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Human bomb strikes Russia

Investigators work at the site of explosion in Volgograd on Sunday. (Reuters)

Volgograd, Russia, Dec. 29 (Reuters): A female suicide bomber detonated explosives in the entrance hall of a Russian train station today, investigators said, killing at least 16 people in the second deadly attack within three days as the country prepares to host the Winter Olympics.

The attacker detonated a shrapnel-filled bomb in front of a metal detector just inside the main entrance of the station in Volgograd, a busy hub north of the violence-plagued North Caucasus region on Russia’s southern fringe.

Militants in the North Caucasus have carried out a long string of attacks since President Vladimir Putin came to power in 2000. They now confront him with his biggest security challenge, threatening to disrupt the Olympics that start in the Black Sea resort of Sochi in 40 days.

Footage shown on TV captured the moment of the blast, as a massive orange fireball filled the hall of the stately, colonnaded station and clouds of grey smoke poured out of shattered windows.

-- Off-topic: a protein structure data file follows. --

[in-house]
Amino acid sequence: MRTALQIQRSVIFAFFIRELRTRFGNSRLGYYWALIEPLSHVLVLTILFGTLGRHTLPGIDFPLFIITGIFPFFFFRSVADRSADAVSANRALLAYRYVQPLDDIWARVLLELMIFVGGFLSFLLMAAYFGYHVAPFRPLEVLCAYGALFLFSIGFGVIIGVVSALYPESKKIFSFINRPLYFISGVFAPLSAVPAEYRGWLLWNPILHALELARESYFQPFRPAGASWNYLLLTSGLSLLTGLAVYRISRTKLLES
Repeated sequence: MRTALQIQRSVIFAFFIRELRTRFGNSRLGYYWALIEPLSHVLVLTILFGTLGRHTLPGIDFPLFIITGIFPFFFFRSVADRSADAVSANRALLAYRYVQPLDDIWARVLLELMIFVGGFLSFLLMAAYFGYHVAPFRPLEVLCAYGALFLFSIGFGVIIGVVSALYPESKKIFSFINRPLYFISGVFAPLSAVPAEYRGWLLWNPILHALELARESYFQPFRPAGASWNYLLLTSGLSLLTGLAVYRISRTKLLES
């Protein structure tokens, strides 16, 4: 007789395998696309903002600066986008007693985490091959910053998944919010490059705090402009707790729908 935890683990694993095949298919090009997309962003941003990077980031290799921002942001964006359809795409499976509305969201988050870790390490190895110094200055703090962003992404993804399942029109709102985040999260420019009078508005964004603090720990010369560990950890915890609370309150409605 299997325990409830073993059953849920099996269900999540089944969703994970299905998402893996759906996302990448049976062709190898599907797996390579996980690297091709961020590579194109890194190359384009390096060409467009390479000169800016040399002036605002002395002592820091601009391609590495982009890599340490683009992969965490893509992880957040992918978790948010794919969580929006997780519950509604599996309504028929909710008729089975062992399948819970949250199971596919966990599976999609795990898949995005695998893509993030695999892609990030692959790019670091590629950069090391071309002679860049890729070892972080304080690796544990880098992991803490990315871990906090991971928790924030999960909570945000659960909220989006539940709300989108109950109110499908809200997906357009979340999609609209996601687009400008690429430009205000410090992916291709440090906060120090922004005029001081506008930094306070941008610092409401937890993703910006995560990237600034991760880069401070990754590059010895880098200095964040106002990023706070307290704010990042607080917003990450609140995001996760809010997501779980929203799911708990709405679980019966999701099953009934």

The station — a Stalinesque architectural monument with a clock tower and spire topped by a Soviet-style star — was busier than usual today, with people travelling home for New Year holidays.

“People were lying on the ground, screaming and calling for help,” Alexander Koblyakov, a witness, told Rossiya-24 TV. “I helped carry out a police officer whose head and face were covered in blood. He couldn’t speak.”

The city once bore the name Stalingrad in honour of communist dictator Josef Stalin.

The federal investigative committee and other officials said the bomber was a woman who blew herself up after a police officer started to approach her near the metal detector because she looked suspicious.

A Russian website with ties to security agencies, Life News, posted a picture of what it said was the suspect’s head.

It said authorities had identified her as a resident of Dagestan, the province adjacent to Chechnya and now the centre of a long-running Islamist insurgency.

“The threat is greatest now because it is when terrorists can make the biggest impression,” Alexei Filatov, deputy head of the veterans’ association of the elite Alfa anti-terrorism unit, said.

The investigative committee said the bomb detonated with a force equivalent to at least 10kg of TNT.

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